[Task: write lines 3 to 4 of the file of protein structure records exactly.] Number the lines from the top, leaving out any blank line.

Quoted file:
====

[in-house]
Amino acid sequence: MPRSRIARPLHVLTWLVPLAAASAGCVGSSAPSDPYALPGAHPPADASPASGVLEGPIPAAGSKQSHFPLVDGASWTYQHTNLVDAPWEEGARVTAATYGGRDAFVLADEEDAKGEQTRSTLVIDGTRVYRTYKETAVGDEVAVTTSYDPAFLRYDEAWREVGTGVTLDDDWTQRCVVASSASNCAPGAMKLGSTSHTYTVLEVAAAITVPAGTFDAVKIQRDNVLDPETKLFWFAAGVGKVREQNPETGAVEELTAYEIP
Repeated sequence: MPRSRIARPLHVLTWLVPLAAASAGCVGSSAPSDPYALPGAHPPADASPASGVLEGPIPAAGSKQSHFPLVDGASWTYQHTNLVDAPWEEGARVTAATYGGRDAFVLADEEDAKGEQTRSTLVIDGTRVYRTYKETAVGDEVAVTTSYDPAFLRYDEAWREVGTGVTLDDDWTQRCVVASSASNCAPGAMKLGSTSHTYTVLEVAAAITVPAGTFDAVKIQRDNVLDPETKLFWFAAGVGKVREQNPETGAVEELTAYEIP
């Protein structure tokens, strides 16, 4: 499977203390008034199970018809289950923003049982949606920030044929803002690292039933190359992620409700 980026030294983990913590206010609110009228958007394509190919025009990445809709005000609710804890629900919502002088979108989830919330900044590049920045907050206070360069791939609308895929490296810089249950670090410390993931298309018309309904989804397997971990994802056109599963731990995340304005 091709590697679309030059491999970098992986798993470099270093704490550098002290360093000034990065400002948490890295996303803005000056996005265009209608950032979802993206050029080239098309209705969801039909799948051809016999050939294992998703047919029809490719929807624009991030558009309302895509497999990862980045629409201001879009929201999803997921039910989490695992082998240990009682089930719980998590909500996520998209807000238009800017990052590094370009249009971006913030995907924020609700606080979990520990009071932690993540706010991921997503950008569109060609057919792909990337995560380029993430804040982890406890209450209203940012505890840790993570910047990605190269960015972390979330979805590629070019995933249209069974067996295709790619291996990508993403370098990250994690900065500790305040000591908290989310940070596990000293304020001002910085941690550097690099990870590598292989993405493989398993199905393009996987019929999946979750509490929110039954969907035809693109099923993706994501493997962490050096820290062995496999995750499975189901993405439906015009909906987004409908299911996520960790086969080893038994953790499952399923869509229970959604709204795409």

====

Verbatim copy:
Repeated sequence: MPRSRIARPLHVLTWLVPLAAASAGCVGSSAPSDPYALPGAHPPADASPASGVLEGPIPAAGSKQSHFPLVDGASWTYQHTNLVDAPWEEGARVTAATYGGRDAFVLADEEDAKGEQTRSTLVIDGTRVYRTYKETAVGDEVAVTTSYDPAFLRYDEAWREVGTGVTLDDDWTQRCVVASSASNCAPGAMKLGSTSHTYTVLEVAAAITVPAGTFDAVKIQRDNVLDPETKLFWFAAGVGKVREQNPETGAVEELTAYEIP
């Protein structure tokens, strides 16, 4: 499977203390008034199970018809289950923003049982949606920030044929803002690292039933190359992620409700 980026030294983990913590206010609110009228958007394509190919025009990445809709005000609710804890629900919502002088979108989830919330900044590049920045907050206070360069791939609308895929490296810089249950670090410390993931298309018309309904989804397997971990994802056109599963731990995340304005 091709590697679309030059491999970098992986798993470099270093704490550098002290360093000034990065400002948490890295996303803005000056996005265009209608950032979802993206050029080239098309209705969801039909799948051809016999050939294992998703047919029809490719929807624009991030558009309302895509497999990862980045629409201001879009929201999803997921039910989490695992082998240990009682089930719980998590909500996520998209807000238009800017990052590094370009249009971006913030995907924020609700606080979990520990009071932690993540706010991921997503950008569109060609057919792909990337995560380029993430804040982890406890209450209203940012505890840790993570910047990605190269960015972390979330979805590629070019995933249209069974067996295709790619291996990508993403370098990250994690900065500790305040000591908290989310940070596990000293304020001002910085941690550097690099990870590598292989993405493989398993199905393009996987019929999946979750509490929110039954969907035809693109099923993706994501493997962490050096820290062995496999995750499975189901993405439906015009909906987004409908299911996520960790086969080893038994953790499952399923869509229970959604709204795409």